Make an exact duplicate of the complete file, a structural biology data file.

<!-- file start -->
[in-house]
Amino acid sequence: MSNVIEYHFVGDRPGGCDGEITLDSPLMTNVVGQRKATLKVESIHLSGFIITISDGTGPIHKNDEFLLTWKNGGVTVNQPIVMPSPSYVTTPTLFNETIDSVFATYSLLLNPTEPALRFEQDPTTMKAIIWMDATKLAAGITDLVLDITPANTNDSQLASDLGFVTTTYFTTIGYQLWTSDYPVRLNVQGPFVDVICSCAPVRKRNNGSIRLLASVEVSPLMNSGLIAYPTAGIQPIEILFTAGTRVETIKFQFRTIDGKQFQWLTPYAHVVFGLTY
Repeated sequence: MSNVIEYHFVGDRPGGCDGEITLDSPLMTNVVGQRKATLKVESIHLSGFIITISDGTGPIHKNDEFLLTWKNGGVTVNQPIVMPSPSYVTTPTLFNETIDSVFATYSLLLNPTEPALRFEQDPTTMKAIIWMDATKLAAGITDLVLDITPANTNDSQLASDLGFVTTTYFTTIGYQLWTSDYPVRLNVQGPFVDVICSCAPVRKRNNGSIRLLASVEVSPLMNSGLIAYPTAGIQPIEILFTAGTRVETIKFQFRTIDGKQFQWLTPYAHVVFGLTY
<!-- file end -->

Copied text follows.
[in-house]
Amino acid sequence: MSNVIEYHFVGDRPGGCDGEITLDSPLMTNVVGQRKATLKVESIHLSGFIITISDGTGPIHKNDEFLLTWKNGGVTVNQPIVMPSPSYVTTPTLFNETIDSVFATYSLLLNPTEPALRFEQDPTTMKAIIWMDATKLAAGITDLVLDITPANTNDSQLASDLGFVTTTYFTTIGYQLWTSDYPVRLNVQGPFVDVICSCAPVRKRNNGSIRLLASVEVSPLMNSGLIAYPTAGIQPIEILFTAGTRVETIKFQFRTIDGKQFQWLTPYAHVVFGLTY
Repeated sequence: MSNVIEYHFVGDRPGGCDGEITLDSPLMTNVVGQRKATLKVESIHLSGFIITISDGTGPIHKNDEFLLTWKNGGVTVNQPIVMPSPSYVTTPTLFNETIDSVFATYSLLLNPTEPALRFEQDPTTMKAIIWMDATKLAAGITDLVLDITPANTNDSQLASDLGFVTTTYFTTIGYQLWTSDYPVRLNVQGPFVDVICSCAPVRKRNNGSIRLLASVEVSPLMNSGLIAYPTAGIQPIEILFTAGTRVETIKFQFRTIDGKQFQWLTPYAHVVFGLTY